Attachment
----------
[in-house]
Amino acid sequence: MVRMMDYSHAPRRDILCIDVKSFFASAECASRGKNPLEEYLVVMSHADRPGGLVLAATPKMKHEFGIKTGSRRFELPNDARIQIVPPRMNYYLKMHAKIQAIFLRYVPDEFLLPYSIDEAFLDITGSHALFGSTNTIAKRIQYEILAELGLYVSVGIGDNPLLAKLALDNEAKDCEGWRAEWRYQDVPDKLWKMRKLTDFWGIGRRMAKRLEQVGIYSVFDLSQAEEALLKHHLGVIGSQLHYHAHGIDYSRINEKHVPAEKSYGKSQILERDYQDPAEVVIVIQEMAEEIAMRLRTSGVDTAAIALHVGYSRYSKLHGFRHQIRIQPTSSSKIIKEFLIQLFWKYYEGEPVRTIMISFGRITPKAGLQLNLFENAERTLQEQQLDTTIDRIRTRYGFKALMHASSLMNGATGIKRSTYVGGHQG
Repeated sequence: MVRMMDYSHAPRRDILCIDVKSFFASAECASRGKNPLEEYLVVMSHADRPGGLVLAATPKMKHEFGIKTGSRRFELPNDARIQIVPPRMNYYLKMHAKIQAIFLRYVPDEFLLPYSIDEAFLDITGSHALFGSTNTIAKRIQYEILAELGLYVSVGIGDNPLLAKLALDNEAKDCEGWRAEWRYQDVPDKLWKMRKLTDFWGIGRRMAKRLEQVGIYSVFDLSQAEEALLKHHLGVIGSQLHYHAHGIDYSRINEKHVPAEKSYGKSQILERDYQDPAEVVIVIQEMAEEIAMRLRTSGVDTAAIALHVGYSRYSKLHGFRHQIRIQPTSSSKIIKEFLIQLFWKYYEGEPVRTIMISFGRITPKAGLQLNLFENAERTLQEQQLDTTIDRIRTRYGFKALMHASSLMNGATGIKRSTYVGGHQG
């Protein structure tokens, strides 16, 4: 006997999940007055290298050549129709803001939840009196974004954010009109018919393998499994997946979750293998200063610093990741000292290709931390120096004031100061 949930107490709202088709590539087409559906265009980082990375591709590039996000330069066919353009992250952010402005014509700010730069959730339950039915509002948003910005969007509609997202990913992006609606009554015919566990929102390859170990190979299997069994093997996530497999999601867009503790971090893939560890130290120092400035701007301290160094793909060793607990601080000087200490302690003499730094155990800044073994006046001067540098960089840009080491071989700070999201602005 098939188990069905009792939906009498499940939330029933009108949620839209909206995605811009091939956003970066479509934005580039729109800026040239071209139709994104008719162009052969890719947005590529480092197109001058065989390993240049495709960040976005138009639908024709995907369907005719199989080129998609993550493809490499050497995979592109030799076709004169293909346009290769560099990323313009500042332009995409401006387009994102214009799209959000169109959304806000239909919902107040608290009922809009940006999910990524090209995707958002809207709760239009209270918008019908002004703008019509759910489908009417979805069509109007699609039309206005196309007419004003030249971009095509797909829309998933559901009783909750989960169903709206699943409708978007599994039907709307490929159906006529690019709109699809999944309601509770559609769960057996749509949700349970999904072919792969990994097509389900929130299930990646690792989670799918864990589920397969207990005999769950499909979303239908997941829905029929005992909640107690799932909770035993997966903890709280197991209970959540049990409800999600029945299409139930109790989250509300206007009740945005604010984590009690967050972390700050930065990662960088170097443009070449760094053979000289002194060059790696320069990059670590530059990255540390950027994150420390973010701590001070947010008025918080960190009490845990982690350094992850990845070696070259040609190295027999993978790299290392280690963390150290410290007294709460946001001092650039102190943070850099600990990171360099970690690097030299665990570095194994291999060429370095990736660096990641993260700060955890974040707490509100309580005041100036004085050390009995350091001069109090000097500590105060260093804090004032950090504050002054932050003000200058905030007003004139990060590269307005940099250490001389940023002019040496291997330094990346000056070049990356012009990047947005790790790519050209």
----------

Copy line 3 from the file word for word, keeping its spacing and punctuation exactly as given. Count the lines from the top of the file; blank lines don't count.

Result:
Repeated sequence: MVRMMDYSHAPRRDILCIDVKSFFASAECASRGKNPLEEYLVVMSHADRPGGLVLAATPKMKHEFGIKTGSRRFELPNDARIQIVPPRMNYYLKMHAKIQAIFLRYVPDEFLLPYSIDEAFLDITGSHALFGSTNTIAKRIQYEILAELGLYVSVGIGDNPLLAKLALDNEAKDCEGWRAEWRYQDVPDKLWKMRKLTDFWGIGRRMAKRLEQVGIYSVFDLSQAEEALLKHHLGVIGSQLHYHAHGIDYSRINEKHVPAEKSYGKSQILERDYQDPAEVVIVIQEMAEEIAMRLRTSGVDTAAIALHVGYSRYSKLHGFRHQIRIQPTSSSKIIKEFLIQLFWKYYEGEPVRTIMISFGRITPKAGLQLNLFENAERTLQEQQLDTTIDRIRTRYGFKALMHASSLMNGATGIKRSTYVGGHQG